UC Observer logo
UCObserver on SoundCloud UCObserver on YouTube UCObserver on Facebook UCObserver on Twitter UCObserver's RSS Feeds
Saucy McCuddle and Chuddie McFuddle inside a Calgary voting station. Photo by Carolyn Pogue

No laughing matter

Clowning around on election day

By Carolyn Pogue

I don’t know who voted in the rest of Canada, but in Calgary a couple of clowns cast their ballots. Honest. It started as a bit of a joke, but clowning can be serious business, especially as it relates to children. During the run-up to the election, I listened for a debate on child poverty, on water and school conditions in Aboriginal communities. It was like listening for the sound of a snowflake.

At the all-candidates’ meeting I attended (all candidates, but one), I did manage to raise the issue of child poverty, but generally, it was apparently of little concern. And that concerns me. In 1989, all parties agreed to end child poverty by the year 2000. Eleven years past deadline and we’re nowhere. UNICEF Canada says that one in 10 Canadian children, and one in four First Nations children still live in poverty.

So when I heard that Saucy McCuddle and Chuddie McFuddle were casting ballots, I knew they’d be voting for candidates they believe will honour children. Children, for example, like the students in Attawapiskat, on James Bay, who have been waiting a decade for a new elementary school.  

Saucy McCuddle and Chuddie McFuddle laugh a lot. In their other lives, Fif Fernandes and life partner Hamish Boyd are actors, founders of Laughing Peace and Laughter Yoga Canada. The day before the election I watched their celebration of World Laughter Day: 50 or 60 people laughing in a park. That neighbourhood will never be the same again!

In another persona, Fif works as a therapeutic clown at the Alberta Children’s Hospital. Illness is no laughing matter; yet, kids, parents, and staff attest to the healing that laughter can bring.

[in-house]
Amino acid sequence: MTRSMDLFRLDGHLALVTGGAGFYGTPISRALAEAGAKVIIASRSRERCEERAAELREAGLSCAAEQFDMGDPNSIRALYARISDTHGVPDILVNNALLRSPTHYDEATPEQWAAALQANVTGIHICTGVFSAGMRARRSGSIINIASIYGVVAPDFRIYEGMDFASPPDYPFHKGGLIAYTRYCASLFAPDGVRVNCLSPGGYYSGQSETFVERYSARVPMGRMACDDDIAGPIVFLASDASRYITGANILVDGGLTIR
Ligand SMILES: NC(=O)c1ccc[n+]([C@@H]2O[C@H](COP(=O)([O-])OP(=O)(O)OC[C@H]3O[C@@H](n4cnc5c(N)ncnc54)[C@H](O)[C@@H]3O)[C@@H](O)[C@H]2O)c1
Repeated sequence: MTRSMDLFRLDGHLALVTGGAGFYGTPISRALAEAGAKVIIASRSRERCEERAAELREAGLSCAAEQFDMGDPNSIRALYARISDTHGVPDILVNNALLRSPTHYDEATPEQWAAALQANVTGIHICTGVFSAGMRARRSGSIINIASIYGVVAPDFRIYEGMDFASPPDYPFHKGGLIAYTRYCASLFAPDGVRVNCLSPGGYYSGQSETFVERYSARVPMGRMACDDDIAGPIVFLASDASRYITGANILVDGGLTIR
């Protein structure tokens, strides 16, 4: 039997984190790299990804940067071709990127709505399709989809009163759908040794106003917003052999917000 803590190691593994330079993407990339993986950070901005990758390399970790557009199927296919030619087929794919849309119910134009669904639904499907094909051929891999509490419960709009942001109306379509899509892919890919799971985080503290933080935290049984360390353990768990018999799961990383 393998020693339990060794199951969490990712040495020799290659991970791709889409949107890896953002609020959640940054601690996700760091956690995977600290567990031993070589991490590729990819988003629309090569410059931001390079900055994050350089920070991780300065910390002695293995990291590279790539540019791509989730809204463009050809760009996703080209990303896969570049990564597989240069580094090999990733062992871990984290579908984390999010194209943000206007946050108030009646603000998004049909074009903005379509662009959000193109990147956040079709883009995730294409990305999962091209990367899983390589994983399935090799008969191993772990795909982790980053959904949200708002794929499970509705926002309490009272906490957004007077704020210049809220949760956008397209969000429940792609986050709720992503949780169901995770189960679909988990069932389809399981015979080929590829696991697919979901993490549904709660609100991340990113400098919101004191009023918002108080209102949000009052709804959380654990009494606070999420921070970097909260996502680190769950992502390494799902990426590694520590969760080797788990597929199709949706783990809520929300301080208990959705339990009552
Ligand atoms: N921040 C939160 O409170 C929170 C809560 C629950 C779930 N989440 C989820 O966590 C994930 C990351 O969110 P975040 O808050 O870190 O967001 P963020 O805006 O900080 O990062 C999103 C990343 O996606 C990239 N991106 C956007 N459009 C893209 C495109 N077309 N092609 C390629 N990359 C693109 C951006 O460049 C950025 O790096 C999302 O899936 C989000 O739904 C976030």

A child once whispered to Fif’s clown persona, “People don’t care about you when you’re poor.  It’s kinda embarrassing.”  

Hamish says, “Most of my life, I’ve not been political, but this time I was moved and motivated to do something different. I am realizing that key issues are being swept under the carpet and ignored. I wonder how the political landscape would change if children were given the right to vote?”

“Kids share fears and secrets with clowns and puppets,” says Fif. “Not having enough to eat or not knowing where you will sleep are huge fears. It’s crucial to give voice to children and teens.  Canada is one of 192 countries that signed the UN Declaration on the Rights of the Child. Article 4 states, ‘You have a right to special care and protection and to good food, housing and medical services.’ As a voting adult, I must be accountable and bring light to the situation in whatever way I can.”

Throughout time, and around the world, clowns have played a particular role. They call our attention to folly, help us restore balance, entertain, minister, educate and heal us. Clowns can also remind us that the powerful, after all, are just human.






Author's photo
Carolyn Pogue is a longtime Observer contributor. New posts of The Pogue Blog will appear on the first and third Thursday of the month. For more information on Carolyn Pogue, visit www.carolynpogue.ca..
Readers’ advisory: The discussion below is moderated by The UC Observer and facilitated by Intense Debate (ID), an online commentary system. The Observer reserves the right to edit or reject any comment it deems to be inappropriate. Approved comments may be further edited for length, clarity and accuracy, and published in the print edition of the magazine. Please note: readers do not need to sign up with ID to post their comments on ucobserver.org. We require only your user name and e-mail address. Your comments will be posted from Monday to Friday between 9:30 a.m. and 5:30 p.m. Join the discussion today!
Promotional Image


David Wilson%


by David Wilson

If statues could talk

Promotional Image


ObserverDocs: Stolen Mother

by Observer Staff

The daughter and adoptive mother of one of the Missing and Murdered Indigenous Women share their story

Promotional Image


July 2017

From far and wide

by Various Writers

Meet 11 immigrants who are putting down new roots


June 2017

A suitcase for Cuba

by Christopher Levan

You’ll find more than giveaway toiletries and hand-me-downs in the writer's luggage. Each carefully chosen gift offers a glimpse into the lives of Cubans today.


June 2017


by Kristy Woudstra

Up to half a million people are living in Canada without official status. The ‘sanctuary city’ movement is growing, but the fear of deportation persists.


June 2017

Resisting genocide

by Sally Armstrong

In August 2014, ISIS attacked Iraq’s Yazidis, slaughtering thousands and forcing women and girls into sexual slavery. Today, the survivors are fighting for their ancient way of life.


April 2017

Dear Grandkids

by Various Writers

Six acclaimed Canadian authors write letters from the heart


March 2017

Called to resist

by Paul Wilson

Liberal Christians in the United States test their faith against a demagogue

Promotional Image